"I love the idea of playing an older movie star, clinging, trying to get back to what it was that made him do this thing in the first place,” Pacino continues. "My character is a guy who just wants to go back home, wants to be simple again, but will never be able to be that way again. And no matter how crazy he is, his instincts are still working as an actor – if he engages her in the same way Don Quixote engages Dulcinea, he can find out if he can really play the part in ‘Man of La Mancha.' It's subtle and unusual, but this is the actor's journey out of madness.”

Dugan says that working with Pacino was, of course, a completely unique experience. "I didn't know what to expect – he's obviously a serious actor – but he embraced the insanity,” says Dugan. "He played his version of Pacino in a truly brilliant way. He's a genuinely nice guy and he had a terrific attitude about the whole thing.”

Naturally, the real Pacino provided exactly what you'd expect: a tremendous actor, having the time of his life. "Al was at the top of his game – Adam would throw something at him, and Al would catch it and fire it right back,” says Dugan. "He embraced the way we work, which I think is different from the way most sets work. But Al was never thrown off by any of it – he stood in there and hit it as hard as he could.”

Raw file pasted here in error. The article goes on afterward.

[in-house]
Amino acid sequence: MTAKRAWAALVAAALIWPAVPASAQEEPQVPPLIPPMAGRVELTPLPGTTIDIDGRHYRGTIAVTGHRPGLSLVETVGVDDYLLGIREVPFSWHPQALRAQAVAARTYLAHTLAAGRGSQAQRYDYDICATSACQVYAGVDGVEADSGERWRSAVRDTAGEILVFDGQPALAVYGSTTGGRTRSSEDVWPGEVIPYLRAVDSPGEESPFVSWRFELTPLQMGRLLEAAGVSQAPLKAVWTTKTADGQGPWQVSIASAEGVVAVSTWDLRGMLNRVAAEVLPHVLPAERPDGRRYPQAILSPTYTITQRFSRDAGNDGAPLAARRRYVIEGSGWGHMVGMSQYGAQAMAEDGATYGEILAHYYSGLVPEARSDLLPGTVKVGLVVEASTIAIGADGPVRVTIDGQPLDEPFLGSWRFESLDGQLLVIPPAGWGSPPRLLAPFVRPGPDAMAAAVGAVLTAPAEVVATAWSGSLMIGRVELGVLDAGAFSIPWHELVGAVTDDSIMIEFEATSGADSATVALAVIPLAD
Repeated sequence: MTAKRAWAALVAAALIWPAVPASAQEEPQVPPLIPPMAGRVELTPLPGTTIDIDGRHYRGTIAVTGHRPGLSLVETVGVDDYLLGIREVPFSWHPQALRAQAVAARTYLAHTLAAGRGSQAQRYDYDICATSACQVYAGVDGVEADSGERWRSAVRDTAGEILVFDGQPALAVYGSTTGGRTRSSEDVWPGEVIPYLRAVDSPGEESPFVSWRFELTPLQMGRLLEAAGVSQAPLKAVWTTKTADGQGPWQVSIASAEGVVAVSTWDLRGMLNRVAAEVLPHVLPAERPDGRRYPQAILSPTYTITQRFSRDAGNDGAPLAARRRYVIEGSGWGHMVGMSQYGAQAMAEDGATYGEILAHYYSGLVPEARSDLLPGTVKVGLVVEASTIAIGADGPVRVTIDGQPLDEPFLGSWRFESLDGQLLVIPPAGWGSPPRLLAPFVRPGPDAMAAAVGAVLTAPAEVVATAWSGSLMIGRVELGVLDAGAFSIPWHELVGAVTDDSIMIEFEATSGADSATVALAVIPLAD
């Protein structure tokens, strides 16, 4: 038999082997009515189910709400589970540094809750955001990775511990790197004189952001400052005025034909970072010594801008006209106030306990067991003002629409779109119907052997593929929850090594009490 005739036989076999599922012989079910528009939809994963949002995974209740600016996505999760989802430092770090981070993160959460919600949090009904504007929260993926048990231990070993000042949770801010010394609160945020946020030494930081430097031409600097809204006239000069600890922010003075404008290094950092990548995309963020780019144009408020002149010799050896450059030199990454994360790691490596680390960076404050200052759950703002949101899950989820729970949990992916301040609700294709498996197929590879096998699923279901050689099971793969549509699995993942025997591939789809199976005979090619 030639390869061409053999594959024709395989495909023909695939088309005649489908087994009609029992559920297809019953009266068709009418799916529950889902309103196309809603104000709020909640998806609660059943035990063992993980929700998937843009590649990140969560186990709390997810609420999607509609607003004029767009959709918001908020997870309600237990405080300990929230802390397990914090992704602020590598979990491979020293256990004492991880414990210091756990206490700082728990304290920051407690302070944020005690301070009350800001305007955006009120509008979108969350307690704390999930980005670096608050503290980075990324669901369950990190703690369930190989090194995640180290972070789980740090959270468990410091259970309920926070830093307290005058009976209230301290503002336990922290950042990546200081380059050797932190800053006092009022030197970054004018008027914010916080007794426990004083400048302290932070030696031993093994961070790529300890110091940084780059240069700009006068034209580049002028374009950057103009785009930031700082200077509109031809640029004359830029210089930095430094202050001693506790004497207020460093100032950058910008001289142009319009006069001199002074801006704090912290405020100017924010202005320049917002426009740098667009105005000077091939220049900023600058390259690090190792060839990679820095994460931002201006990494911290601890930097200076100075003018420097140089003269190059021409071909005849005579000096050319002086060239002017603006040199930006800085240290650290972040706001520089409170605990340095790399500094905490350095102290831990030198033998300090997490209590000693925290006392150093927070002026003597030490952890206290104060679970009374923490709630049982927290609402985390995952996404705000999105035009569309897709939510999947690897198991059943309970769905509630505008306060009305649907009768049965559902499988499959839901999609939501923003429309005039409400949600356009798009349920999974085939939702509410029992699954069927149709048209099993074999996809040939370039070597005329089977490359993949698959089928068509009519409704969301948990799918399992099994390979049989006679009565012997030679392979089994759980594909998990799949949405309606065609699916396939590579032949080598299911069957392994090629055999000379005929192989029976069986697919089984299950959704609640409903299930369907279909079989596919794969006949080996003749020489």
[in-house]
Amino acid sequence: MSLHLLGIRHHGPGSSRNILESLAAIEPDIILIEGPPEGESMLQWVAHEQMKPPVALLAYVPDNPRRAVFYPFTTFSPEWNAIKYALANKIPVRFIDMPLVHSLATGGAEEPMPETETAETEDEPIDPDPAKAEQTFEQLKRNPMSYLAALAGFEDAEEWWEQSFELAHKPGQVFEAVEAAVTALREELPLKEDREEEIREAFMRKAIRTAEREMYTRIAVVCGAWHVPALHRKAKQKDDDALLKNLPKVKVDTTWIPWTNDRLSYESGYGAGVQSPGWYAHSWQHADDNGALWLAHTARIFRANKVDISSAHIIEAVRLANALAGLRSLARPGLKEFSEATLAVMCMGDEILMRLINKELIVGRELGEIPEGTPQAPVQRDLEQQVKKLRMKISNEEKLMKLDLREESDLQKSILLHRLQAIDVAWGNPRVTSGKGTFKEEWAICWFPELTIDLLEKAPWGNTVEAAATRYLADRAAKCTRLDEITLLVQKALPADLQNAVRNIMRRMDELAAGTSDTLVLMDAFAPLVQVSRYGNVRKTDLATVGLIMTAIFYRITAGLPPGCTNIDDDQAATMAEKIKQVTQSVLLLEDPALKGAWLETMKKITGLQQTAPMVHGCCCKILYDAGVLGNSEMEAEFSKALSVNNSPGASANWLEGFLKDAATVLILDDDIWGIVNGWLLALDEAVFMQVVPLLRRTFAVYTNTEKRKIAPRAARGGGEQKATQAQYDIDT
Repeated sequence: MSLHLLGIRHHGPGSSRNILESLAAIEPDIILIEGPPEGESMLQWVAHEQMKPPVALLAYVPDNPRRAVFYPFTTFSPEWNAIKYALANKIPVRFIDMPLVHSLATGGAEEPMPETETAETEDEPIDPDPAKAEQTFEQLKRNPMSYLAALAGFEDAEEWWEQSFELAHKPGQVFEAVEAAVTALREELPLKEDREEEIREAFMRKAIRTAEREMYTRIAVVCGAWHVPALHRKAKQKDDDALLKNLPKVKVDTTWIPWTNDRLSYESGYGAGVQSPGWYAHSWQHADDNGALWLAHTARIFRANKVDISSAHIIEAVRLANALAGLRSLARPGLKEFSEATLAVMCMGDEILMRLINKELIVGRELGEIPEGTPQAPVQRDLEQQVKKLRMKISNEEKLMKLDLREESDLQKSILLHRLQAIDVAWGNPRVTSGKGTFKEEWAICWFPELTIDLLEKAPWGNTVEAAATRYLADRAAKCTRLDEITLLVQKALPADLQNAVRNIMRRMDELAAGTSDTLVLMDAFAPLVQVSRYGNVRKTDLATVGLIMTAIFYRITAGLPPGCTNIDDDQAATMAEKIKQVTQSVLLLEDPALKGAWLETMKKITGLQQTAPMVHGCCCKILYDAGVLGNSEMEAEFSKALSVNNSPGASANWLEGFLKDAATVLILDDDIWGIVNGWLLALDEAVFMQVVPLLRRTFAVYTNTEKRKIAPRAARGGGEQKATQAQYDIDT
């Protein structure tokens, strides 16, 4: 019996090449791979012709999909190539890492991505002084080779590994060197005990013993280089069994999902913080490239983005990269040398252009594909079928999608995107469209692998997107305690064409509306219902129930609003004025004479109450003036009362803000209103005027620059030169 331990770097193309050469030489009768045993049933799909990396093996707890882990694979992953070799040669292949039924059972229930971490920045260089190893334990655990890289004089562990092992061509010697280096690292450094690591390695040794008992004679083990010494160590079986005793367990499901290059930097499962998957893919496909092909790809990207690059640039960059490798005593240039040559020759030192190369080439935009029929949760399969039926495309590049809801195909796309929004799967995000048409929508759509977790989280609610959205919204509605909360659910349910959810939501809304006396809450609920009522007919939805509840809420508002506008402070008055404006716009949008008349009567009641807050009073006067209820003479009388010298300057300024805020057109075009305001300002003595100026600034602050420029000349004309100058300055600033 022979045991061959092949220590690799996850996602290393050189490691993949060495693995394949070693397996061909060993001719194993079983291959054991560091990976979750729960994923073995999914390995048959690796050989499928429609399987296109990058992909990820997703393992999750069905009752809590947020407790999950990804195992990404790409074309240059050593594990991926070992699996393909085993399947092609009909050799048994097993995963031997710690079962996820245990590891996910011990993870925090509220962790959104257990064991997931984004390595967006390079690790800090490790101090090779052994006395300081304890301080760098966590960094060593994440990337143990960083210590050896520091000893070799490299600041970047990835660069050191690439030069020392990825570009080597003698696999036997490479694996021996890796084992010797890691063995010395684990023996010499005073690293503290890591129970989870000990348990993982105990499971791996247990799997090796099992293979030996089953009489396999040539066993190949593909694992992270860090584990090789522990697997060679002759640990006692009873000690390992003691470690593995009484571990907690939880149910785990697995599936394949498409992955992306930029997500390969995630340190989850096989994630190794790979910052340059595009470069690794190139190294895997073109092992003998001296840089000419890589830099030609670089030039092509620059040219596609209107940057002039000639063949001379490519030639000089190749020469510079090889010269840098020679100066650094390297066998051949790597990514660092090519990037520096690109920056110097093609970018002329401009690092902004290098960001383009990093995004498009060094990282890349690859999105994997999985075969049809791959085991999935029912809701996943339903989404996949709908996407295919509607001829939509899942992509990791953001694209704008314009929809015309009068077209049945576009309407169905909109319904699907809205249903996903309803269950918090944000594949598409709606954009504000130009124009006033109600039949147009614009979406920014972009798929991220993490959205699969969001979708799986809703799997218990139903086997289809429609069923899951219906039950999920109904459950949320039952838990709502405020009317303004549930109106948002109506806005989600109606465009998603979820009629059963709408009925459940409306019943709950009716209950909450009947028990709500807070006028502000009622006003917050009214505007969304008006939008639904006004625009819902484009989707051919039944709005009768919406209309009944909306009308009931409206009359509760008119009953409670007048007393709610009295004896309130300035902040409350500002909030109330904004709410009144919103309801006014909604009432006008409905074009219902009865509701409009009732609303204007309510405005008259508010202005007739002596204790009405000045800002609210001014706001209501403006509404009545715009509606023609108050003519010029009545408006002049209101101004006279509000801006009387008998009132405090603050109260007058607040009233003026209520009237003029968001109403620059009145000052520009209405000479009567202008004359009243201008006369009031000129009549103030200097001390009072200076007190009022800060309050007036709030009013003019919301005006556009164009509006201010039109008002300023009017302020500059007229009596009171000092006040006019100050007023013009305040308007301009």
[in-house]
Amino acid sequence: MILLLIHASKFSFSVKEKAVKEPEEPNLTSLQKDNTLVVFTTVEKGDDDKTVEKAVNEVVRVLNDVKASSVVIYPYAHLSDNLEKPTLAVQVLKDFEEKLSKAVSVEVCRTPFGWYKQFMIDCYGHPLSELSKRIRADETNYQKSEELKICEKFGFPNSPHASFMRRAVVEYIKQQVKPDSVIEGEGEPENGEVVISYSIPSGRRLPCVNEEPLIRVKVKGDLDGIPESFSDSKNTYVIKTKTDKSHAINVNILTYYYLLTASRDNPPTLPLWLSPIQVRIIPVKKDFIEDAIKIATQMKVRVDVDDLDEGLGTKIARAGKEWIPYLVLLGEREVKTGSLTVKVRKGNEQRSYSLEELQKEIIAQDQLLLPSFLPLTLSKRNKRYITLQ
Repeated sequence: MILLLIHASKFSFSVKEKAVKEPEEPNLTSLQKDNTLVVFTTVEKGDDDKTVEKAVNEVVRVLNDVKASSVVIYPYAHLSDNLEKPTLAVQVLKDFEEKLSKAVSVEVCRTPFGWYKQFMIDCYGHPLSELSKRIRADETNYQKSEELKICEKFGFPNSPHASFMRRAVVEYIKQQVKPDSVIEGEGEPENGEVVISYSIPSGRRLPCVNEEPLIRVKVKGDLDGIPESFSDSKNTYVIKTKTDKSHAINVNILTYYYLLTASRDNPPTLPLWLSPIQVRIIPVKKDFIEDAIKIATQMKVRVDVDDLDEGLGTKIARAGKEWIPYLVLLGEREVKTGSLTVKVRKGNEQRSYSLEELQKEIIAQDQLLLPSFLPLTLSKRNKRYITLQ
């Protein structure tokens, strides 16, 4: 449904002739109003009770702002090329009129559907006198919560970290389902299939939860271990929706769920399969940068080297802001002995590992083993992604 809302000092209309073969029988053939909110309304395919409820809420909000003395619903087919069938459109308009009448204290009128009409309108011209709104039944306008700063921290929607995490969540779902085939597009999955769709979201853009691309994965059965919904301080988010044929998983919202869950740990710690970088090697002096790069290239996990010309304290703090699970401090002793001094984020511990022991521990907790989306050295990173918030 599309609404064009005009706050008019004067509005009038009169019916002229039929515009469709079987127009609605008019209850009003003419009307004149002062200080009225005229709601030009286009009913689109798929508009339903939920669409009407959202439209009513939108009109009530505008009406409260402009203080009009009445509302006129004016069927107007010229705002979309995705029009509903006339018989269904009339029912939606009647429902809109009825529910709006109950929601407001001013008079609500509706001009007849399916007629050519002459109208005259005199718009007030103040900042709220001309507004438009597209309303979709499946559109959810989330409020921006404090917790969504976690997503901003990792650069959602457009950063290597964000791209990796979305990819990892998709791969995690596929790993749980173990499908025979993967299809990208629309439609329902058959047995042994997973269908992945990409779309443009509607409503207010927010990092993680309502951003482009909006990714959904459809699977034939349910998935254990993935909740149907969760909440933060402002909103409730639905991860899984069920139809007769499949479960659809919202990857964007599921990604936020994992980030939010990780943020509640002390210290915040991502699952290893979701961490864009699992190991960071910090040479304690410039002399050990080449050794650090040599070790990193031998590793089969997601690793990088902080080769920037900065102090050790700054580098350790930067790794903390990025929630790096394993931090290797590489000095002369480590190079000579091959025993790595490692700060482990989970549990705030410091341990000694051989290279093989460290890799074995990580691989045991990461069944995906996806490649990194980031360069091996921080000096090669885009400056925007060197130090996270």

The film's cinematographer, Dean Cundey, says that the film changes very slightly in tone when Pacino is on the screen. "Like a lot of comedies, we wanted a bright and high-key look – as opposed to something moody or dark – but in the Pacino scenes, we had an opportunity to bring more of an edge,” he explains. "Pacino is identified with many of his darker characters, so I thought it might be interesting to inject a little bit of that into his scenes. For example, for the reveal of Al in the restaurant, I took a cue from the way we've discovered Al in the past and put him in dark silhouette, with smoke wafting from his cigar and some light across his eyes and face in a darkened room. It's a fun moment in the film.”

Katie Holmes joins the cast as Erin, Jack's wife and mother to their two children. "She's a very busy wife and mother,” Holmes explains. "When Jill comes to town and creates a lot of mayhem within the family, she's the one who's trying to keep it all together.”

"It was wonderful to see Adam transform into Jill,” she continues. "As a woman, it was nice to have conversations with a man about shaving legs, how pantyhose and heels feel, and all of the tougher parts about being a woman. Adam was a great sport – it was really, really fun.”

One of Mexico's top comics, Eugenio Derbez, joins in the fun as Felipe, Jack's gardener, who genuinely likes Jill for who sh